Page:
Colts DE Freeney enjoying chase for NFL record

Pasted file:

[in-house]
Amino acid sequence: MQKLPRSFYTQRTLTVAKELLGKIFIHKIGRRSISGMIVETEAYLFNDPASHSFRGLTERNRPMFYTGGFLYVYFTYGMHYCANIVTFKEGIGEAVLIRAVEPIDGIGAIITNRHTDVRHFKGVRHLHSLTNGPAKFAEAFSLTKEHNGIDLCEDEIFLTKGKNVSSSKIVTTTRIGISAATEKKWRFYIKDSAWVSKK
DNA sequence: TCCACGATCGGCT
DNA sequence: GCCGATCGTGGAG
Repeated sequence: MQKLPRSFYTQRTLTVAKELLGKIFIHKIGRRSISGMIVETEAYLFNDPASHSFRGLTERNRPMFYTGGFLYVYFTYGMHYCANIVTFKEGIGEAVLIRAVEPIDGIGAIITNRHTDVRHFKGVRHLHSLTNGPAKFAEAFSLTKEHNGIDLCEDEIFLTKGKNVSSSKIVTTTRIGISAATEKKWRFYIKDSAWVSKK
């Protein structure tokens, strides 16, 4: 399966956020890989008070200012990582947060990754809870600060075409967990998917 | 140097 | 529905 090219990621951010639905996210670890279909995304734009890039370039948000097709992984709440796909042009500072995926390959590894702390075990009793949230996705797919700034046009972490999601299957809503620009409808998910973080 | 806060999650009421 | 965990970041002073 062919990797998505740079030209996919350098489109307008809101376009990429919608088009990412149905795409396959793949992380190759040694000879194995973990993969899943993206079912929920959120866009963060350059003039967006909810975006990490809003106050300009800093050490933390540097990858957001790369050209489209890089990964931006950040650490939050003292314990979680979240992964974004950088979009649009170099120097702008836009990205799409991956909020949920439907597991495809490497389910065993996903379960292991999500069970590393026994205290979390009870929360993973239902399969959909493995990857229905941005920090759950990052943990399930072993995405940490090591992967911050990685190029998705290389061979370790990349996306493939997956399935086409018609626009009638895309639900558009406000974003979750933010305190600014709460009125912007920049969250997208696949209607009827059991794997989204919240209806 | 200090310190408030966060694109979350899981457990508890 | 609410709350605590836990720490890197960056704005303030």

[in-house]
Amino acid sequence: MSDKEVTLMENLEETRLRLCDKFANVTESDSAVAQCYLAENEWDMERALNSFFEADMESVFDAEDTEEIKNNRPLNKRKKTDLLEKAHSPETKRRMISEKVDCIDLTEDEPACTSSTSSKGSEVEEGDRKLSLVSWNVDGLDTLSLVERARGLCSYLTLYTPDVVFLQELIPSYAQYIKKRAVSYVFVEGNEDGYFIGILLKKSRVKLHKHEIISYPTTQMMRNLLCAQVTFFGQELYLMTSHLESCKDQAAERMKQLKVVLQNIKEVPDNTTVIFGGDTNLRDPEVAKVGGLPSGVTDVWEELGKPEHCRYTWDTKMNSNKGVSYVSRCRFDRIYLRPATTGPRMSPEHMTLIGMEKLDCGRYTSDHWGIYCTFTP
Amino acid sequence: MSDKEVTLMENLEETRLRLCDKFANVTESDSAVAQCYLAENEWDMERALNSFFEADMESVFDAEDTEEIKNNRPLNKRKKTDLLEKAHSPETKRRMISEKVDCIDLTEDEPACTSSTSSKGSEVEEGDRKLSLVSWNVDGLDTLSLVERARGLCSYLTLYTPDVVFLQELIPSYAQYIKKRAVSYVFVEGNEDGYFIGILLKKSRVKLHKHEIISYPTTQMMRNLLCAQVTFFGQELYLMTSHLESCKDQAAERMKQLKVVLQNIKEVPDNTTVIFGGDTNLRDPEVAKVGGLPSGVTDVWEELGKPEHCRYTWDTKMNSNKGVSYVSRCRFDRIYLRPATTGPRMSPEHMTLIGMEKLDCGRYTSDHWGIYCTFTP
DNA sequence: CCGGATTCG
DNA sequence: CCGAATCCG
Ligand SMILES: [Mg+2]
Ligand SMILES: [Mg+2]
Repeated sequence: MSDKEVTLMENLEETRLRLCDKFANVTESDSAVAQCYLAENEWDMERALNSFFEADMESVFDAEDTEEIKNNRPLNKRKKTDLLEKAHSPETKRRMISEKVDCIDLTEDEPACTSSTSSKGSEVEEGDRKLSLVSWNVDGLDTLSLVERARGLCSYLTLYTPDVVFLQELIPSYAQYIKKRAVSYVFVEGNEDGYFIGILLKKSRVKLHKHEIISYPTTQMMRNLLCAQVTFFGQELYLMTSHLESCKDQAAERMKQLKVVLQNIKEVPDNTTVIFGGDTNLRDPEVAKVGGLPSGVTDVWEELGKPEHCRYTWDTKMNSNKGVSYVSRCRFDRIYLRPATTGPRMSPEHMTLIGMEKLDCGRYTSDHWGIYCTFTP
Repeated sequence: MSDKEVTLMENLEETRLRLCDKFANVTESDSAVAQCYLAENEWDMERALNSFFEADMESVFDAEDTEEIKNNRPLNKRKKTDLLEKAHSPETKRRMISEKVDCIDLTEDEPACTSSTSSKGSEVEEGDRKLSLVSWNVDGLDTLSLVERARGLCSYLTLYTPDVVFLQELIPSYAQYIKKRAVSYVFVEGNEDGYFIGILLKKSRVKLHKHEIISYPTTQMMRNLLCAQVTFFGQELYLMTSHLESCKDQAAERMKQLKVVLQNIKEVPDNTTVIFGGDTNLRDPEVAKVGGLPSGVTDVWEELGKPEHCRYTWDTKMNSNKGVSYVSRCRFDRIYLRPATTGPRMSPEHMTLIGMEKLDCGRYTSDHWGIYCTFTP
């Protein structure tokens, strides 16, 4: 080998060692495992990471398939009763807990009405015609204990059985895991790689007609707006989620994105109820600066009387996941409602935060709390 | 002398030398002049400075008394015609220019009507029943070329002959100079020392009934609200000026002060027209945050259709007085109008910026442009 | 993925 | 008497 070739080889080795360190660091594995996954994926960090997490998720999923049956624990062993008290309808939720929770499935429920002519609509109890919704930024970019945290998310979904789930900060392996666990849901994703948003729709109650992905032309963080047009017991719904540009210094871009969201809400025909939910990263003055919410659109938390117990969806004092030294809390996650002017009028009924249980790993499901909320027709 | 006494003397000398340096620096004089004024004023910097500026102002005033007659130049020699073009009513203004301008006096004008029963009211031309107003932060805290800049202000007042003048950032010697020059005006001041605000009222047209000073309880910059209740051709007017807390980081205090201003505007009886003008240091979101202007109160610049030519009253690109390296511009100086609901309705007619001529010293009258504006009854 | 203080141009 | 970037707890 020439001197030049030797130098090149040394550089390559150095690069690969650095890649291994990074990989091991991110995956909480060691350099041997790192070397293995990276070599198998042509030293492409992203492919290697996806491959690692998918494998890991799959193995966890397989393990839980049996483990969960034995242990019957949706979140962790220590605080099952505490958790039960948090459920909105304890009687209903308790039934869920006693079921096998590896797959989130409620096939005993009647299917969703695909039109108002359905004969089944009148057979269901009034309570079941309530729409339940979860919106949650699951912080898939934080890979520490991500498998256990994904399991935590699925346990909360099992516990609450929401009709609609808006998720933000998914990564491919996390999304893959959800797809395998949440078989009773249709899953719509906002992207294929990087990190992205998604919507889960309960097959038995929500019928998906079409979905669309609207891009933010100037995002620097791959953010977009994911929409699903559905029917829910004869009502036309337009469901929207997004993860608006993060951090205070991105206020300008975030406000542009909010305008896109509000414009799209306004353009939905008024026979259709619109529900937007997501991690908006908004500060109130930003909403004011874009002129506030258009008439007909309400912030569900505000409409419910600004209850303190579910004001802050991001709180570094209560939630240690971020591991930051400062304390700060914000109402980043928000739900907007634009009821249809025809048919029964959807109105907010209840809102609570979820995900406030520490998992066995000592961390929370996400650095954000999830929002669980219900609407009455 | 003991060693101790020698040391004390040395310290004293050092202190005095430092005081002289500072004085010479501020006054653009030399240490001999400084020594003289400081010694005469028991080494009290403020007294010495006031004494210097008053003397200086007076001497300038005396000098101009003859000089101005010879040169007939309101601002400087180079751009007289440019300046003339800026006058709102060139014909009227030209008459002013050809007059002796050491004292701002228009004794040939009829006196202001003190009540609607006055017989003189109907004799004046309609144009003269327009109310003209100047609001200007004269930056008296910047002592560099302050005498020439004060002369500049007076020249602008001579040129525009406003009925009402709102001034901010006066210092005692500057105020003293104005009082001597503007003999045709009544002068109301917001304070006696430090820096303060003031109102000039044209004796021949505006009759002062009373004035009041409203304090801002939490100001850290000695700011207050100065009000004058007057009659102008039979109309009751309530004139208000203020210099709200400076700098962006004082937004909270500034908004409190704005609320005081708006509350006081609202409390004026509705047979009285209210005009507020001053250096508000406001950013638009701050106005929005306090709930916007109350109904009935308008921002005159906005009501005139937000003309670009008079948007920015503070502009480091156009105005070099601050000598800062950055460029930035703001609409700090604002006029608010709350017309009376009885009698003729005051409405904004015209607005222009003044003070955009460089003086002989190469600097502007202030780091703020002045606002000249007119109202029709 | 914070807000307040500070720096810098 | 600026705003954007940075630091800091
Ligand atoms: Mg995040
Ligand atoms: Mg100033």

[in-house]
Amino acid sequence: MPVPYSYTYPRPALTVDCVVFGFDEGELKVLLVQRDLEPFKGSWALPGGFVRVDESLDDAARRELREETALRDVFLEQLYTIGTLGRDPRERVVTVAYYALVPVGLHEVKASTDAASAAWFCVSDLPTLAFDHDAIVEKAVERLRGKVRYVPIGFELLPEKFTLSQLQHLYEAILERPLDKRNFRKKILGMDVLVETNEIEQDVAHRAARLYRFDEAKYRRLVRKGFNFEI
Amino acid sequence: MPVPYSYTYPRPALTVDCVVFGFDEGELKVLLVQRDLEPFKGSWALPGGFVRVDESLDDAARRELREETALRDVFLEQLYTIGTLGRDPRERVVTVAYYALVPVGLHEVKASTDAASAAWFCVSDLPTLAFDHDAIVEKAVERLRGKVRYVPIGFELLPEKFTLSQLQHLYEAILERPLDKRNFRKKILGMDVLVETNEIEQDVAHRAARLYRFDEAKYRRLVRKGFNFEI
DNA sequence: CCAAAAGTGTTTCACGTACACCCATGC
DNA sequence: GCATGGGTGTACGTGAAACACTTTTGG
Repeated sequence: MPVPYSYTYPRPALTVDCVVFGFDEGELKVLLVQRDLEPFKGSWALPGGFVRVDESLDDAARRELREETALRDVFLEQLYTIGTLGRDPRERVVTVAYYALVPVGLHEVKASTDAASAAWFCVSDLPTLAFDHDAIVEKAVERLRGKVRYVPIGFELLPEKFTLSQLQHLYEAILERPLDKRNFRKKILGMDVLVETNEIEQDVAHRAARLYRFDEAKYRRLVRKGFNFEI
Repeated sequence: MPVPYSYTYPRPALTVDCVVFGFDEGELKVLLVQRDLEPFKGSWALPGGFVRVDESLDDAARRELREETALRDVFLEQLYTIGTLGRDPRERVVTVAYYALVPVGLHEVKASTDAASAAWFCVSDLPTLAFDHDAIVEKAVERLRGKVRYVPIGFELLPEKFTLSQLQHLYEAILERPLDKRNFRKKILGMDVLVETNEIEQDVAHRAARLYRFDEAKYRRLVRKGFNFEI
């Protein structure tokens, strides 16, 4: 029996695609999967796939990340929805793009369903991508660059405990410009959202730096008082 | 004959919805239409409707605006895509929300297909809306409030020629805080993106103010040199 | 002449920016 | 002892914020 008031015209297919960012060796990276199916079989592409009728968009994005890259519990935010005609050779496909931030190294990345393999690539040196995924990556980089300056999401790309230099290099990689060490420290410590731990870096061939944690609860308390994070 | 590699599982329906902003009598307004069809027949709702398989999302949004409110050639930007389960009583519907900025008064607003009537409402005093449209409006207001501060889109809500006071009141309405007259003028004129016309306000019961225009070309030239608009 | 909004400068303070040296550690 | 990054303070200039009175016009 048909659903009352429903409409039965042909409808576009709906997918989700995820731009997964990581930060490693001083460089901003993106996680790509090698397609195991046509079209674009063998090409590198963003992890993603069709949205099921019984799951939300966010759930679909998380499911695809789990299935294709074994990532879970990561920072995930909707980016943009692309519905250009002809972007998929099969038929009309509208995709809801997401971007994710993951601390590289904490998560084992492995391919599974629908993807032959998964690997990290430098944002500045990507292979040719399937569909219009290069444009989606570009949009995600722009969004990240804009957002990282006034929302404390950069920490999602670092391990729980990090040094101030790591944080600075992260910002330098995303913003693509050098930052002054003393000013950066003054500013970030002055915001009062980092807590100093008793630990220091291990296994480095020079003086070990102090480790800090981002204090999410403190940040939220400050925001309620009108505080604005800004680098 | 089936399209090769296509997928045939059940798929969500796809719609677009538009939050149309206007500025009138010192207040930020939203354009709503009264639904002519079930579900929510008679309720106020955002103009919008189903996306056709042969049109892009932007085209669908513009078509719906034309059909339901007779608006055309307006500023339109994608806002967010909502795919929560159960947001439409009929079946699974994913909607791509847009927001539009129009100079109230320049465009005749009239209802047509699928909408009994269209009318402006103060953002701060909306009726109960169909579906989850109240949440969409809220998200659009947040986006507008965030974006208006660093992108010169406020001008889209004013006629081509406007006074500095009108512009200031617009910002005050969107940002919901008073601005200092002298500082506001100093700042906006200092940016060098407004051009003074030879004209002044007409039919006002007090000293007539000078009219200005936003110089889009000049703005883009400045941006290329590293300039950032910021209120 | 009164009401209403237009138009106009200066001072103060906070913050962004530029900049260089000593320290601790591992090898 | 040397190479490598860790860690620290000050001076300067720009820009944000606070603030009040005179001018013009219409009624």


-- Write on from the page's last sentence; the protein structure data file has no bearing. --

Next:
Colts defensive end Dwight Freeney still gets a thrill out of the chase. Whether he's trying to split multiple blockers or has a chance to exploit those rare one-on-one matchups with his spin moves, Freeney's goal never changes and his motor never stops. His job: Put opposing quarterbacks on their backs, something he does with more efficiency than just about anyone in the NFL. "You want to get that sack because that's our bonus," Freeney said with a smile Wednesday. "I guess in a perfect world, starting the game, it would go first play, sack, second play, sack, third play, sack, and then you could go to the locker room." If only it were that easy for opponents to get Freeney out of their backfields. His 9 1/2 sacks rank third in the league this season and on Sunday night, against bitter rival New England (6-2), Freeney has a chance to run down NFL history. If he can take three-time Super Bowl winner Tom Brady to the ground, Freeney will tie the record for most consecutive games with a sack (10). Denver's Simon Fletcher and Dallas' DeMarcus Ware are the only other players to do it. Clearly, it's a concern for Brady. "He's the best pass-rusher in the league and he's been that way since he came into the league," Brady said. "Any time you're playing them (the Colts) you don't have as much time to throw so you've got to make those decisions quicker." Indy fans are not surprised. They've watched Freeney fine-tune a rare blend of speed and power to confound opponents, and just when linemen think they've figured out the dizzying spins, the 6-foot-1, 268-pound end throws them off with a powerful bull rush. Most analysts thought Freeney was too small to hold up in the NFL when the Colts took him with the 11th pick in the 2002 draft out of Syracuse. Indy (8-0) knew better and Freeney has been proving the doubters wrong ever since. Freeney has recorded more sacks (80) over the past eight seasons than anyone except Miami's Jason Taylor and forced more fumbles (36) than anyone in the NFL. The Colts expected nothing less. "In that system, Dwight is the key," former coach Tony Dungy said. "You have to have pressure and force people to block you. That's why Bill (Polian) took Dwight with the first pick after I got there. We thought Dwight was the best player to do that, and it turned out to be a great marriage between a great player and a great system." And Freeney, now 29, isn't slowing down. He is on pace to break the franchise's single-season record for sacks (16), which he set in 2004, and could finish with a career-high in tackles. He needs one more sack to match last season's total (10 1/2), and Freeney has fit into Indy's revamped defense perfectly, even when he's asked to drop into coverage. Freeney missed the last seven games in 2007 after having surgery on his left foot, an injury that still bothered him early last season. This year, he has played through a strained right quadriceps that was supposed to keep him out four weeks and cartilage that broke loose in his right knee a couple weeks ago. But he hasn't missed a game. "Dwight is a great football player, who prides himself on coming in and getting better," said linebacker Gary Brackett, the defensive captain. "Last year, he was coming off of an injury. This year, I think, has been one of his better years." Numbers are not the measuring stick Freeney prefers. He steers the discussion away from Indy's unbeaten season or the fact Indy needs one more win to match New England's 18-game winning streak, second-longest in league history. The Patriots also hold the NFL record of 21 straight from 2006-08. He doesn't want to talk about the sacks record, either. Instead the Hartford, Conn., native would rather focus on doing his job even better. "I've never been a big records guy. You know, I like to think if he had held onto the ball just one more second, I might have three more sacks," Freeney said, referring to no quarterback in particular. "It has been fun. There is a new energy around here because we have a new coach and new things. But you measure the year at the end."